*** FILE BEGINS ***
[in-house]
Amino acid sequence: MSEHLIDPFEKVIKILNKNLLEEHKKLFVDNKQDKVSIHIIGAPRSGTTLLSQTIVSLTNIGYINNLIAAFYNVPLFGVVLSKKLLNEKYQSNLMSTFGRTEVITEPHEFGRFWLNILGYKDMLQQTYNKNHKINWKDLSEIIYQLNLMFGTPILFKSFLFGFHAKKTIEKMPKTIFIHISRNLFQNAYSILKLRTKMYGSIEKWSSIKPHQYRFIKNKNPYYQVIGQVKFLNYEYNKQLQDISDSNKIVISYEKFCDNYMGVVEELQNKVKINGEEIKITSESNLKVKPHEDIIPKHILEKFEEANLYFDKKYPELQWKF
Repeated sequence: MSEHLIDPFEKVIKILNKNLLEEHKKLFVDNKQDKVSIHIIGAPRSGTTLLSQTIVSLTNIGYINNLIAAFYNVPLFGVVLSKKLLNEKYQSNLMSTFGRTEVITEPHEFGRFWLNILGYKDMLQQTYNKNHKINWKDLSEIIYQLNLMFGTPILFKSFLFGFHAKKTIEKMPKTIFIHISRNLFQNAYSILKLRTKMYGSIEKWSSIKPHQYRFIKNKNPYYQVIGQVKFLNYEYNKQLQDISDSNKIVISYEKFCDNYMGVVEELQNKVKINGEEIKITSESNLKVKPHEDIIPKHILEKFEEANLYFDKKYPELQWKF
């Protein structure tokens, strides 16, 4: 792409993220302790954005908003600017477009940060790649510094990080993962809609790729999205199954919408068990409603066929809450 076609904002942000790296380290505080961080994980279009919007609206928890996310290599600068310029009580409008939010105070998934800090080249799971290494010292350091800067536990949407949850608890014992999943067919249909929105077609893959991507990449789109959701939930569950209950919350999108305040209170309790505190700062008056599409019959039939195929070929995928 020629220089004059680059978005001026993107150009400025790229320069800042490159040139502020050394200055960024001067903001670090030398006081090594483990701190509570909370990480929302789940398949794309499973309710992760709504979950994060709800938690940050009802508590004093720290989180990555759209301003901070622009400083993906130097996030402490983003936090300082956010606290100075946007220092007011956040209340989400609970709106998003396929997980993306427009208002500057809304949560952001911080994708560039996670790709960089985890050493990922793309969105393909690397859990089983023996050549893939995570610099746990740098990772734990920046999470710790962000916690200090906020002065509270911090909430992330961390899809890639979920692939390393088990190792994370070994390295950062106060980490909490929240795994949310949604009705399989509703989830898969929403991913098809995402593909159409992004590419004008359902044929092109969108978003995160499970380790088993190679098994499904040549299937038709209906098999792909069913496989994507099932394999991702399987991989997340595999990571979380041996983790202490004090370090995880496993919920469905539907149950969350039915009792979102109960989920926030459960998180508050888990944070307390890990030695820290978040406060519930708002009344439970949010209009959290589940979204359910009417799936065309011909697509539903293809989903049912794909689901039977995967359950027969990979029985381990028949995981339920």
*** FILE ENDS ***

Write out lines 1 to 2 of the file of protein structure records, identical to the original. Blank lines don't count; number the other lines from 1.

[in-house]
Amino acid sequence: MSEHLIDPFEKVIKILNKNLLEEHKKLFVDNKQDKVSIHIIGAPRSGTTLLSQTIVSLTNIGYINNLIAAFYNVPLFGVVLSKKLLNEKYQSNLMSTFGRTEVITEPHEFGRFWLNILGYKDMLQQTYNKNHKINWKDLSEIIYQLNLMFGTPILFKSFLFGFHAKKTIEKMPKTIFIHISRNLFQNAYSILKLRTKMYGSIEKWSSIKPHQYRFIKNKNPYYQVIGQVKFLNYEYNKQLQDISDSNKIVISYEKFCDNYMGVVEELQNKVKINGEEIKITSESNLKVKPHEDIIPKHILEKFEEANLYFDKKYPELQWKF